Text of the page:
Posted by: Ray | August 5, 2015

9 TED Talks guaranteed to give you wanderlust

Amazing talks that inspire world travel! Which one is your favorite? Let me know in the comments below 🙂

TED Blog


Ah, wanderlust. Mild symptoms include obsessive airfare tracking and uncontrollable daydreaming about tropical beaches during conference calls. Severe cases can cause reasonable people to cash out their 401(k) to buy a camper van and hit the open road.

These 9 TED Talks are guaranteed to ignite your need for travel. As a precautionary measure, we’ve included detailed warnings about the possible side effects of each video, but have your passport handy before you press play. Just in case.

Elora Hardy: Magical houses, made of bamboo
This video may lead to: Moving to Bali to build a gorgeous, curvaceous, sustainable six-story bamboo mansion in the jungle.
How to prepare for your trip: Use bamboo skewers to construct an elaborate play structure for your cat.
Postcard quote: “The floor that you walk on, can it affect the way that you walk? Can it change the footprint that you’ll ultimately leave on the world?”

View original post 544 more words


You can only get visas at the airport if you “are part of a tour company” but no longer for individuals. Very weird move imho especially since tourism was starting to pick up lately. Go figure, the surprise is the rule apparently nowadays.

Don’t be discouraged by that, it should be easy and without complications to get a visa from the nearest Egyptian consulate. Don’t change your plans if you were coming 🙂

“Egyptian authorities have now made it a little harder for tourists to enter Egypt. Starting 15 May, individual tourists arriving in Egypt will be required to apply for a visa at an Egyptian consulate prior to arrival at the airport, according to a press statement sent out on Tuesday by the Egyptian Tourism Ministry.”
Check the full post here at Egypt Independent.

Egyptian Streets


The secret behind the moving of heavy and large stones to construct the Pyramids, the last remaining Ancient World Wonders, has been discovered and revealed by a team of scientists.

The scientists, consisting of physicists from the FOM Foundation and the University of Amsterdam , believe the ancient Egyptians used a ‘clever trick to make it easier to transport heavy pyramids stones by sledge’: wet sand.

 “The Egyptians moistened the sand over which the sledge moved. By using the right quantity of water, they could halve the number of workers needed,” says a statement released by the physicists.

The dampness of the sand from pouring the right amount of water significantly reduced friction and how much force was required to move the huge stones, which, on average, are approximately 2.5 tons in weight.

The physicists explain that wet sand is twice as stiff and firm as dry sand. This, and the fact…

View original post 268 more words

Kites Egypt

When it comes to nature, No words could describe how beautiful it is, how much does it touch you from deep inside 🙂

Not only this but also in old ages wise men said “Traveling  young is important because it shapes your worldview. When you travel young, you realize who you are and what you believe in before it’s time to make the big-kid decisions (career, marriage, and all that scary stuff) that will impact the rest of your life.”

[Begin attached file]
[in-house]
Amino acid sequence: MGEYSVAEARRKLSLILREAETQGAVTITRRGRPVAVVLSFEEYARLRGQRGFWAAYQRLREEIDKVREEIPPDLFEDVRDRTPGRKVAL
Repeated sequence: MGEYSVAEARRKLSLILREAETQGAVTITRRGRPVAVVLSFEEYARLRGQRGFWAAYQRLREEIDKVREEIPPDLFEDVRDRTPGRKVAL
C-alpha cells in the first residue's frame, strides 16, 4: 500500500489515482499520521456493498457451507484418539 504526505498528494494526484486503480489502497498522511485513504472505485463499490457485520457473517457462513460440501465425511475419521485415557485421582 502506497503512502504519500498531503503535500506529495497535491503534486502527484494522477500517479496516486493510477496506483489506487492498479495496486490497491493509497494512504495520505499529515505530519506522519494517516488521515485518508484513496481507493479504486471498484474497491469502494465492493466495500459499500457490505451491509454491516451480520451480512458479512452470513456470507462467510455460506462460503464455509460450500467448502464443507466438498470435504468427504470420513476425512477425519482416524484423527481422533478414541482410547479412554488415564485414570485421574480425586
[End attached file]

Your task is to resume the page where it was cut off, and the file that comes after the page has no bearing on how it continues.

If you were to visit each of these places before turning 30, you would be pretty darn well in touch with yourself and pretty equipped to take on real, adult existence.

1- Dahab – ” Blue hole” 

in Egypt, Egypt, Tuesday, May 8, 2012. sb/Photo by Shawn Baldwin CLICK IMAGE FOR MORE INFO

2- Baharia Oasis – “Djara Cave” 


3- Hurghada 


 4- Siwa Oasis 


5- Sharm El Sheikh –…

View original post 77 more words

Posted by: Ray | April 12, 2014

23 Vintage Photos of Egypt’s Golden Years

Egyptian Streets

A woman reading a magazine in the 1950s A woman reading a magazine in the 1950s

By Mohamed Khairat, Founder,

Egypt in the 1900s was a different place. Egyptian cinema was the third largest in the world, Cairo was a city that foreigners dreamt of spending their holidays exploring, Egyptian music flourished and shook the world, Jews, Muslims and Christians lived together as neighbours, and women had freedoms that were unheard of in many other countries.

Egypt was a place of liberal spirits, unhampered by sectarian and ethnic prejudices. The rights of men, women and children were championed.

Yet, all that has changed, and often may Egyptians forget the Egypt that used to be. Here are 23 photographs of vintage advertisements and other images that will teleport you to Egypt’s ‘golden years’ and show you an Egypt you may have forgotten ever existed.

(These photographs are available thanks to ‘Vintage Egypt. Click here for more)

1. “The Japanese do…

View original post 1,124 more words

Posted by: Ray | April 9, 2014

World’s top economies in 2050 will be…

Egypt is projected to rise 15 spots in World’s Top Economies list!

Posted by: Ray | July 31, 2013

Top 10 Hiking Trails in the World

Whether you are a professional climber or a passionate hiker, here are ten spots to consider. Some of them are not as challenging as others, but all of them share the breathtaking view.

10. Fjords, Norway

This is a real hikers heaven in Europe! Hikers also get to admire the wonderful landscapes. The steep Preikestolen cliff or Trolltunga are favorite among tourists.

Top 10 Hiking Trails in the World
Top 10 Hiking Trails in the World

9. Fjordland, New Zealand

The area is considered to be one of the finest walks on the planet. The mystic landscapes served perfectly for „The Lord of the Rings“ saga.

Top 10 Hiking Trails in the World

8. Blyde River Canyon, South Africa

Hiking around 33 kilometer canyon reveals wonderful sites. The exotic biodiversity also adds up to the explorations.

Top 10 Hiking Trails in the World
Top 10 Hiking Trails in the World

7. Hua Shan (Mount Hua), China

Although many non professional climbers come here, the hiking tracks are very dangerous. The unreliable trails and railings open an unforgettable scenery, though.

Top 10 Hiking Trails in the World
Top 10 Hiking Trails in the World

6. Andes, South America

Besides wonderful nature and many treks of various complexity, the ancient city of Machu Picchu can be reached by hiking.

Top 10 Hiking Trails in the World
Top 10 Hiking Trails in the World

5. El Caminito del Rey, El Chorro, Spain

A very narrow hiking trail is pinned to the steep rocks and is considered to be the most dangerous in the world.

Top 10 Hiking Trails in the World
Top 10 Hiking Trails in the World

4. Kalalau Trail, Kauai, Hawaii

The beautiful landscape can be rather deceiving: the dramatic coastline could be a real challenge for the hikers.

Top 10 Hiking Trails in the World

3. Alps, Europe